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Five questions about diabetes

Investigating how metabolism works in humans and other species may yield answers for controlling and one day even curing diabetes.

14 May 2024

Scientists from the Rohner Lab study cavefish to unlock new knowledge surrounding metabolic conditions.

Five questions about diabetes

Foundational biological research conducted by scientists at the Stowers Institute for Medical Research is furthering our understanding of metabolism and metabolic diseases including diabetes. The prevalence of diabetes has risen dramatically over the past several decades, affecting 10% of the global population. The World Health Organization attributes diabetes as a major factor causing blindness, kidney failure, heart attack, stroke, and lower limb amputation. Learn more about this disease and how research from the Stowers Institute could one day help provide better avenues for treatment and potentially prevention below.

How is diabetes diagnosed and monitored?

We consume food and then our body breaks it down, or metabolizes it, into usable energy. Sugar is broken down into glucose, the primary source of fuel our cells need to function. Glucose is necessary for life but can turn toxic when not regulated properly. A hallmark of diabetes is a lack of control of glucose levels in the blood.

A closeup of a scientist looking into a microscope

Blood glucose requires a hormone, insulin, produced by cells of the pancreas to transport this food breakdown product into cells. When insulin production stops or the body doesn’t respond to insulin efficiently, diabetes is diagnosed by elevated blood glucose concentrations. Monitoring blood glucose levels often involves pricking a finger and depositing a drop of blood into a machine that measures glucose concentrations.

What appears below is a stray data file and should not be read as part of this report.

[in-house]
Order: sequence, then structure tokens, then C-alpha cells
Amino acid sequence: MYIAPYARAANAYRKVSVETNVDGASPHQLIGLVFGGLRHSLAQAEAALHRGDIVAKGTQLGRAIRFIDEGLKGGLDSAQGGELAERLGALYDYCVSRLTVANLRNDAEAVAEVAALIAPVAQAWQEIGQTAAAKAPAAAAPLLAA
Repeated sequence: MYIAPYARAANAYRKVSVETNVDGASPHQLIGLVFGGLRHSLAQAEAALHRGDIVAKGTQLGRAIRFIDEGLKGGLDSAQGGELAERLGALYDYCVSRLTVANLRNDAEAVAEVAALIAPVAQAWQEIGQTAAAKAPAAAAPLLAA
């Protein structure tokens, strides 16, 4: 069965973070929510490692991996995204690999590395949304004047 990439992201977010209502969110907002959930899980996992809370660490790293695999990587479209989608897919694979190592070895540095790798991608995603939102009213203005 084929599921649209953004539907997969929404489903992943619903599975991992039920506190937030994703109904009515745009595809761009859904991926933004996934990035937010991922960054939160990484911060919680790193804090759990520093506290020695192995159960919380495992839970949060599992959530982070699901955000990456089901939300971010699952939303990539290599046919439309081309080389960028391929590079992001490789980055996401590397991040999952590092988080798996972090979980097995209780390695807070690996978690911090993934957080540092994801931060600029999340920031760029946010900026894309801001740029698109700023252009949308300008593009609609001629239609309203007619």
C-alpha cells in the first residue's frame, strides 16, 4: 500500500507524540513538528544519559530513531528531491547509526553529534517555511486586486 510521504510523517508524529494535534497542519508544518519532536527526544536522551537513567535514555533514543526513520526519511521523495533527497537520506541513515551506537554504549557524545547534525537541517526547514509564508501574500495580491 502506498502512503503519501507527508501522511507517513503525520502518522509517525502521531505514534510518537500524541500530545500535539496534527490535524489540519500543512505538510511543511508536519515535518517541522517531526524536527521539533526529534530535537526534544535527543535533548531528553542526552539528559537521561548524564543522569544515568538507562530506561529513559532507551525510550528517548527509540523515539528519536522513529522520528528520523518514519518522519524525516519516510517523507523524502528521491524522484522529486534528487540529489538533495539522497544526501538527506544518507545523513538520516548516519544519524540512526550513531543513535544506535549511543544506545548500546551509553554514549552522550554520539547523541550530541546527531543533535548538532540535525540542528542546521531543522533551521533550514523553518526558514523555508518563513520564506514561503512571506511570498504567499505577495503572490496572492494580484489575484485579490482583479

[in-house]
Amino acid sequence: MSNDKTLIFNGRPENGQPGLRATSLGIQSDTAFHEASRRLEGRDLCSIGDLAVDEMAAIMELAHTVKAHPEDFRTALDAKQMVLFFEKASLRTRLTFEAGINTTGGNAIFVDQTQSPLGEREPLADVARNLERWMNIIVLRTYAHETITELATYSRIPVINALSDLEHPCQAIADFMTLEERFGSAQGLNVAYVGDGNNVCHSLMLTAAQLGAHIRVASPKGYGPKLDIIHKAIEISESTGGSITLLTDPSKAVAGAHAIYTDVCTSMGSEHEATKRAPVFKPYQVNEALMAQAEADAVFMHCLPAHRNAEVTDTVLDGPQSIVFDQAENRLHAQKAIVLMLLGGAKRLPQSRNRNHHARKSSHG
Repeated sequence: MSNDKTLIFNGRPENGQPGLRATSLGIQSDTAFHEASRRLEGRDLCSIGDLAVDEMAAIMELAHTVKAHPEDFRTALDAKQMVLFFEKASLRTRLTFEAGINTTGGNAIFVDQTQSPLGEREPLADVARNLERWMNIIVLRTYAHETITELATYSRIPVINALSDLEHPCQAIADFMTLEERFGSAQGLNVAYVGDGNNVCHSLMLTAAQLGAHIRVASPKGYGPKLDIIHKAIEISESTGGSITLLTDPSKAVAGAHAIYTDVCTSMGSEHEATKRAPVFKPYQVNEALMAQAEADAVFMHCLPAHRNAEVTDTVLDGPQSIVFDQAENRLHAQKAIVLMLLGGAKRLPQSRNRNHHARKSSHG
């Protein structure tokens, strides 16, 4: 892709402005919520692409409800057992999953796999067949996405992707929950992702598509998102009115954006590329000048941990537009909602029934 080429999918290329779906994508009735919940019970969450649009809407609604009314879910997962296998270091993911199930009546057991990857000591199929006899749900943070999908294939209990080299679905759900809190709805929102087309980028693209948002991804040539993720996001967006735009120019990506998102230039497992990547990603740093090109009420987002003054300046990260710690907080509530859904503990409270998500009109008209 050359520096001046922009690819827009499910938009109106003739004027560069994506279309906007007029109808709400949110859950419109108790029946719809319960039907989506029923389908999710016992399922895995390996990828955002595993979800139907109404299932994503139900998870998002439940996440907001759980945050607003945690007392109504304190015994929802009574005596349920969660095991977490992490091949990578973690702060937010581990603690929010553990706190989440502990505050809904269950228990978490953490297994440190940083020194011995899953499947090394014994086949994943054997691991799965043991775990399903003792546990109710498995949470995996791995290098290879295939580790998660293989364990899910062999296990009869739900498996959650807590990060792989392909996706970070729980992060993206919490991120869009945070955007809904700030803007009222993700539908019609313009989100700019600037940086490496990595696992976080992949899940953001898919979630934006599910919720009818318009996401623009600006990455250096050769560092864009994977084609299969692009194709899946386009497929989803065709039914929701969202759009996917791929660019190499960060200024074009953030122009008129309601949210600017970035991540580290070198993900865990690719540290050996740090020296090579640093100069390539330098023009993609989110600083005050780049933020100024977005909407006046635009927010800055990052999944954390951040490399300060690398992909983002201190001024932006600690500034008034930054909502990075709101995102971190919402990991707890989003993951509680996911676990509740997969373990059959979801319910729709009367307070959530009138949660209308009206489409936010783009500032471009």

There are three types: What is the difference?

Type 1 diabetes is considered an autoimmune disorder with a sudden onset when the pancreas simply stops making insulin. Approximately 5-10% of people living with diabetes have Type 1 and, while generally diagnosed in children and young adults, onset can occur at any age. Patients must carefully manage the condition with artificial insulin and strict multi-daily monitoring of blood glucose.

Type 2 diabetes is the most common form, accounting for over 90% of all cases. Rather than not producing insulin, the body doesn’t utilize insulin properly. Typically diagnosed later in life, disease onset is more gradual. Genetics can predispose people to developing Type 2, but lifestyle choices seem to play an equally important role in a diagnosis. If you are predisposed to Type 2 diabetes, there are measures you can take with regards to diet, exercise, and weight control to prevent the disease and at the very least delay onset.

Gestational diabetes occurs in about 7% of pregnancies. Because this condition can lead to pregnancy complications for both mom and baby, prenatal screening is standard practice. While gestational diabetes typically resolves after birth, there is an increased likelihood for women and their babies diagnosed with the condition to develop Type 2 diabetes, and regular screening is advised.